“Under the new law,” writes Kathleen Culliton of Hamilton’s proposal, “the Oakland woman who called 911 to report a barbecue, the Philadelphia Starbucks manager who had two customers arrested and the Yale student who reported a fellow student for napping could be charged and prosecuted, had they called 911 in New York State.”
"Waiting for your friends at a Starbucks is not a 911 call," said Hamilton. "It's a call of intimidation."
In addition to investigating real crimes, police would also be charged with determining the motives behind 911 callers who call them on possible perpetrators who happen to be members of minority groups.
In an article for Vox published in May entitled, “Why white people keep calling the cops on black Americans,” Vesla Mae Weaver opines: “Most white Americans have little doubt about the distorted responsiveness likely to occur when they call the police on black people. They know, without having read the scores of studies on the subject, that whites are seen as more law-abiding by officers of the state, and that blackness itself is construed as suspicious and threatening.”
I think what Weaver should have written is that society is filled with paranoid little white ladies who call police on anything that moves. In many instances perhaps they should mind their own business, but that doesn’t make them racist. Seriously, what media outlets are following the false reports called on non-black people? Are we truly to believe there are none?
It’s easy to point to extreme examples, like the Vox-mentioned white graduate student who called campus police on a black female student napping in a common area, the two black men who had police called on them for playing basketball at a gym one of them was a member of, and the three black teenagers wrongfully accused of shoplifting at a St. Louis Nordstrom Rack, as evidence of some sort of societal racism at work that needs to be somehow rooted out with another draconian law.
But what of such a law’s unintended consequences? In a society where the worst sin imaginable is being perceived as “racist,” might automatically tarnishing anyone who mistakenly calls police on a member of a minority group with that brush cause people to hesitate when they should be taking action? Whatever happened to “if you see something, say something?”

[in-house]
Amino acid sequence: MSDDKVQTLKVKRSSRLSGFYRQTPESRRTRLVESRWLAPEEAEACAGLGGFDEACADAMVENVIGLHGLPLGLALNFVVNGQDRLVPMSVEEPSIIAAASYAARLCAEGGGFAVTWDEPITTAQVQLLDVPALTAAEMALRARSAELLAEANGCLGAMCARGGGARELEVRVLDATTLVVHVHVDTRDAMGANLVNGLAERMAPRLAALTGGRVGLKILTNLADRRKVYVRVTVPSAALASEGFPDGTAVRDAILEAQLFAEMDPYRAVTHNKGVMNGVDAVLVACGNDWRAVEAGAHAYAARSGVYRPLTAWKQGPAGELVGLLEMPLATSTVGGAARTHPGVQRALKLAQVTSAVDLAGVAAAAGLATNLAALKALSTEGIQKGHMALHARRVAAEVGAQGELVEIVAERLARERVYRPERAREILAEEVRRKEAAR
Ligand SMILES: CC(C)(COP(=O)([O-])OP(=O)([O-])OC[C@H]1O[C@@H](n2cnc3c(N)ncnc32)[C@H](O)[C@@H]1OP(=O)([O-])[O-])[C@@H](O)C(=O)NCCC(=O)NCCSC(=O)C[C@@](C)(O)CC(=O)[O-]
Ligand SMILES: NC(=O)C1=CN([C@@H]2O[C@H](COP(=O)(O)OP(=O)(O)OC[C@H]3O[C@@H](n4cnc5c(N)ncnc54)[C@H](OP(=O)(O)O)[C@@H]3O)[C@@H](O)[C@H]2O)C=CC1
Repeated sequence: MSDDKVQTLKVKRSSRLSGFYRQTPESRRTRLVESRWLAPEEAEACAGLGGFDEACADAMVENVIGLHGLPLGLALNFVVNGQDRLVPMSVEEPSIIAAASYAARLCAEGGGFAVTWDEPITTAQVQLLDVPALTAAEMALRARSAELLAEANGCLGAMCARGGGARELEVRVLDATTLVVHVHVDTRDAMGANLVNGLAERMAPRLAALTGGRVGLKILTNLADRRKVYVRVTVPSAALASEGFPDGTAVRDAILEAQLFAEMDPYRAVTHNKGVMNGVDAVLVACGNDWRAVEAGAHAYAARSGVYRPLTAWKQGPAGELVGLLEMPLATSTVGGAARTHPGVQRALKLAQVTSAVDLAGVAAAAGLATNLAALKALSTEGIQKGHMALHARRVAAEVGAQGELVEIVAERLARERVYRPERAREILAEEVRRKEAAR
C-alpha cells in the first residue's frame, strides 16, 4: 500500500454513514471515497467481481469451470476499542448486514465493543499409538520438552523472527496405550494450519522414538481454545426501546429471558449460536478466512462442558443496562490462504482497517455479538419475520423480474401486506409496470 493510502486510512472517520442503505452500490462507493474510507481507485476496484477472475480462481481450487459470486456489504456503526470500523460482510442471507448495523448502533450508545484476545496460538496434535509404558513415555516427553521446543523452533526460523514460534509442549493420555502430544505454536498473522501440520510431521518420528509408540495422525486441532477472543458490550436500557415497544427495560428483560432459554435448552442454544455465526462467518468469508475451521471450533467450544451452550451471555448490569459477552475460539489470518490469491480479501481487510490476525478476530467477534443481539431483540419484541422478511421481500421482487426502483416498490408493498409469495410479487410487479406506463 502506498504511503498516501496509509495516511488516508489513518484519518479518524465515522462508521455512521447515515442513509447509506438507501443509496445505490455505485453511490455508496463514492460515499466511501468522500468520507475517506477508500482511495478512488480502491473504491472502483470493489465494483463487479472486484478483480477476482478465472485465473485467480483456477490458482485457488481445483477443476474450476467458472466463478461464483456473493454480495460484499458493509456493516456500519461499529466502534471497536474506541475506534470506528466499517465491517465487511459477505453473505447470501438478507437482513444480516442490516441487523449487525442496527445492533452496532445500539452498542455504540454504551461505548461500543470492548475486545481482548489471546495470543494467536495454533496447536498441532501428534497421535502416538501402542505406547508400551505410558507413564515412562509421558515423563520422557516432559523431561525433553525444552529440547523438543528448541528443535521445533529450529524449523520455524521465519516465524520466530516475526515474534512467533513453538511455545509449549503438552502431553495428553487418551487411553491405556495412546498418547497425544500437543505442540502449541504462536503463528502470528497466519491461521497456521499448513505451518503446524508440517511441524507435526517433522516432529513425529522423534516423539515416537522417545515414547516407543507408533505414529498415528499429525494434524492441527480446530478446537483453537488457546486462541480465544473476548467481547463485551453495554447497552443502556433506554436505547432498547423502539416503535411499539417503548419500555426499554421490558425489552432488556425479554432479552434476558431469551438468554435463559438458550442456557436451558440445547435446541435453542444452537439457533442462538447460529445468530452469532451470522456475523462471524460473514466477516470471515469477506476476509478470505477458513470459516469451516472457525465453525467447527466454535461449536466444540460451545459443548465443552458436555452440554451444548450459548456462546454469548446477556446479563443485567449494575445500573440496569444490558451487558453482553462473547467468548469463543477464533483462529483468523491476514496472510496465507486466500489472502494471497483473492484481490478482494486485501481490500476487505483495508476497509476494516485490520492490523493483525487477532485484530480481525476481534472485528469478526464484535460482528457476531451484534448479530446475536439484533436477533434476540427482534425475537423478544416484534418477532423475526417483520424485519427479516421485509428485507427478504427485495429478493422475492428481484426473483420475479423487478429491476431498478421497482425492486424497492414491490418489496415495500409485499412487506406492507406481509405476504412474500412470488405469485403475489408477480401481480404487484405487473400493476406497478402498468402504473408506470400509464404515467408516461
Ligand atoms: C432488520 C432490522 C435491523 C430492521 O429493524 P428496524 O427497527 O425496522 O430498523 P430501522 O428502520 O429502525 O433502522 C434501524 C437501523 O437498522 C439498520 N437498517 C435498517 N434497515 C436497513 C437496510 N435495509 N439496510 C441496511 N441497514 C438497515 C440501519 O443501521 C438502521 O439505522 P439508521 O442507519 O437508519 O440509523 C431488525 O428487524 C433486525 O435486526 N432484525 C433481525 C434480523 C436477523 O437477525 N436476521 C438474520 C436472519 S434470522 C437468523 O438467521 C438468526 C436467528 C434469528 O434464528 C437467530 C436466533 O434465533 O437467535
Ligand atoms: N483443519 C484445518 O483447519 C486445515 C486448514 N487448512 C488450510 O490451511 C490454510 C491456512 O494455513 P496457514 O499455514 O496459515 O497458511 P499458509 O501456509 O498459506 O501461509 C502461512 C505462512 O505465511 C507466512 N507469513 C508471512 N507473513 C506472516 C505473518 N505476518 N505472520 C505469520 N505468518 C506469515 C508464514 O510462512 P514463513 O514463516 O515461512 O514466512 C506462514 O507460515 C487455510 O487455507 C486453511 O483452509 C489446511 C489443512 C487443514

What’s more, in a society where, sadly, a stunningly disproportionate number of actual crimes ARE actually committed by minority group members, might such hesitation eventually cause unnecessary loss of property or even serious harm or death?
Think it won’t happen? Already, the years-long portrayals of police as racist when a minority group member gets shot is taking its toll. A recent Washington State University study called “The Reverse Racism Effect” showed that observed police were actually “slower to shoot armed Black suspects than armed White suspects, and they were less likely to shoot unarmed Black suspects than unarmed White suspects.”
It even has a term - “The Ferguson Effect.” Coined by researcher Heather MacDonald, it refers to the post-Michael Brown tendency of cops to hesitate when confronted by black suspects for fear of media scrutiny and being labeled with the dreaded “racist” moniker.
It’s why a 17-year female police veteran allowed herself to be pummeled repeatedly into the concrete by a drug-addled black suspect rather than draw her weapon.
If trained police are susceptible, is the general public far behind?